I have been reading your magazine for about four years and have to say that I love it. I have friends that say that there isn't enough flash to it (maybe a little glitter would help), but I say that there really isn't anything that I would change. I love the inventor/hacker spirit. There is this feeling that there is always something cool to do with Linux that no one else tried on a Mac or Wintel machine. I mean from using wireless communication in Africa to running your can opener in your house from a workstation in Borneo. Okay, maybe not the latter, but I am waiting for it or the in-dash Linux MP3 player. Now that is some rockin' good stuff. I say keep up the good work.
See Don Marti's interview with Hugo Fiennes and Marc Merlin in the July/August 2001 issue of our sister publication Embedded Linux Journal for information on the Rio Car, an in-dash Linux MP3 player.
A few years ago, you sent out Linux bumper stickers to some of us subscribers, for some reason, I forget why. I thought you'd like to know that my car hasn't crashed since I put Linux on it.
I currently use Mandrake 7.2. I upgraded from a previous Mandrake version. I noticed the May 2001 letter (“Mandrake 7.2 Review”) and feel I must speak up in defense of the review.
Overall, I am pleased enough with the product (obviously, since I am still using it). However, I must admit the March 2001 LJ review's overall tone agreed with my opinion of the product.
I could go on about many things, but I'll just bring up a few. Their graphical installation is not anywhere close to robust. After I finally got the install done on my laptop, I responded in e-mail with a list of bugs, gotchas, etc., but did not get a reply. Many of the DrakConf programs have more than their share of bugs. For example, I have gotten into the habit of starting printer configuration (PrinterDrake) to do just one thing at a time. I exit the entire program before starting it up again to do another thing with it. I abandoned RpmDrake. It was very promising but simply didn't work.
I manually upgraded many RPMs in January from one of their mirror sites. Most of these upgrades were security related and didn't fix problems like these.
In short, I would prefer honest reviews over the watered-down “you scratch my back and I'll scratch yours” kind.
See our review of Mandrake 8.0 on page 78.
I just received the June 2001 issue of the Linux Journal today. The front cover shows a small ship (looks like a cross between a steamer and a cruise ship) circling the globe. Is this a (subtle) advertisement for the Linux Lunacy Geek Cruises, or is there a deeper meaning to it?
It's as deep as the answer to “How many surrealists does it take to screw in a lightbulb?”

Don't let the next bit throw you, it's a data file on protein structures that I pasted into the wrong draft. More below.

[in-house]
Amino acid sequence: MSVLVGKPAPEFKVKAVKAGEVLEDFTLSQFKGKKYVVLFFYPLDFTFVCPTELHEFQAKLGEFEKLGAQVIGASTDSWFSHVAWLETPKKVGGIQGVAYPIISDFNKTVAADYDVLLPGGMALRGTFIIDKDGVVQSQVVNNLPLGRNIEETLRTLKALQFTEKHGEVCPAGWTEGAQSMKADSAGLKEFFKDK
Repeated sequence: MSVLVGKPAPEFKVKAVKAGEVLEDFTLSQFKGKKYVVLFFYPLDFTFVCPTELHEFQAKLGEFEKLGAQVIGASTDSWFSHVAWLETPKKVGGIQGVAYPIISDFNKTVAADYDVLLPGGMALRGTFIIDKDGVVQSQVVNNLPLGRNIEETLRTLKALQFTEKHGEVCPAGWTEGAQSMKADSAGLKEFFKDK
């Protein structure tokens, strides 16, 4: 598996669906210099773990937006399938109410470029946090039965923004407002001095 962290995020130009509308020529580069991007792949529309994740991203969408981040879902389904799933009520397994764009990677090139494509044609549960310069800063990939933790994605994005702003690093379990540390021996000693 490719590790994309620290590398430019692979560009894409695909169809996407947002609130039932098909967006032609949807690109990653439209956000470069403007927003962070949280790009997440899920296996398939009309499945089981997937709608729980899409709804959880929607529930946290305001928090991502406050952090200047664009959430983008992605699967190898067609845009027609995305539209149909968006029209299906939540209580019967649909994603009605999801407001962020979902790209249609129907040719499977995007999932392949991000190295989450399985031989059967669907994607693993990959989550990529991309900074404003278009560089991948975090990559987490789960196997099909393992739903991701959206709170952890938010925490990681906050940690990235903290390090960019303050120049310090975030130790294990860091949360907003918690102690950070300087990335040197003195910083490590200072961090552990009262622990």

I am surprised and offended that your fine publication has seen fit to sneak in religious references (Matthew 9:17) in the June 2001 Best of Technical Support, page 96. Perhaps one of your staff members has a religious agenda that he wishes to impose on others. It has no place in a technical publication.
The reference is not religious but literary. The passage alone contains nothing religious and makes a good metaphor for the question answered.
As the founder and project leader of the Linux Terminal Server Project (LTSP), I'd like to tell you how excited I was to see the LTSP article in the June 2001 issue of Linux Journal.
It seems like the project is really becoming a mainstream feature of Linux. I'd also like to point out that while I think that Jorge did a great job in writing the article, I think it may give some people the impression that we have written our own bootroms. The bootrom images that we have had on our web site are entirely the works of Etherboot Project (Etherboot.sourceforge.net), which is led by Ken Yap. We had them available for download, just as a courtesy to people who want to get started quickly. We now refer people to the ROM-o-matic.net site. Marty Connor has done an excellent job of setting up that site, where you can select options on the screen and have a bootrom image generated within seconds, which you can then download and write to a floppy disk for testing.
I've always tried to make it clear that we, at the LTSP, didn't really invent anything new here, we just pulled together several technologies that have existed for years and made it easier for the average sysadmin to deploy.
If we've been successful at that, it is only because we are standing on the shoulders of giants (to quote Isaac Newton and Linus Torvalds).
Thank you for a wonderful magazine as always.
—Jim McQuillanLinux Terminal Server Projectjam@Ltsp.org
Getting Started with DevOps - Including New Data on IT Performance from Puppet Labs 2015 State of DevOps Report
August 27, 2015
12:00 PM CDT
DevOps represents a profound change from the way most IT departments have traditionally worked: from siloed teams and high-anxiety releases to everyone collaborating on uneventful and more frequent releases of higher-quality code. It doesn't matter how large or small an organization is, or even whether it's historically slow moving or risk averse — there are ways to adopt DevOps sanely, and get measurable results in just weeks.
Free to Linux Journal readers.Register Now!
|Secure Server Deployments in Hostile Territory, Part II||Jul 29, 2015|
|Hacking a Safe with Bash||Jul 28, 2015|
|KDE Reveals Plasma Mobile||Jul 28, 2015|
|Huge Package Overhaul for Debian and Ubuntu||Jul 23, 2015|
|diff -u: What's New in Kernel Development||Jul 22, 2015|
|Shashlik - a Tasty New Android Simulator||Jul 21, 2015|
- Secure Server Deployments in Hostile Territory, Part II
- Hacking a Safe with Bash
- KDE Reveals Plasma Mobile
- Huge Package Overhaul for Debian and Ubuntu
- Home Automation with Raspberry Pi
- The Controversy Behind Canonical's Intellectual Property Policy
- Shashlik - a Tasty New Android Simulator
- Embed Linux in Monitoring and Control Systems
- diff -u: What's New in Kernel Development
- General Relativity in Python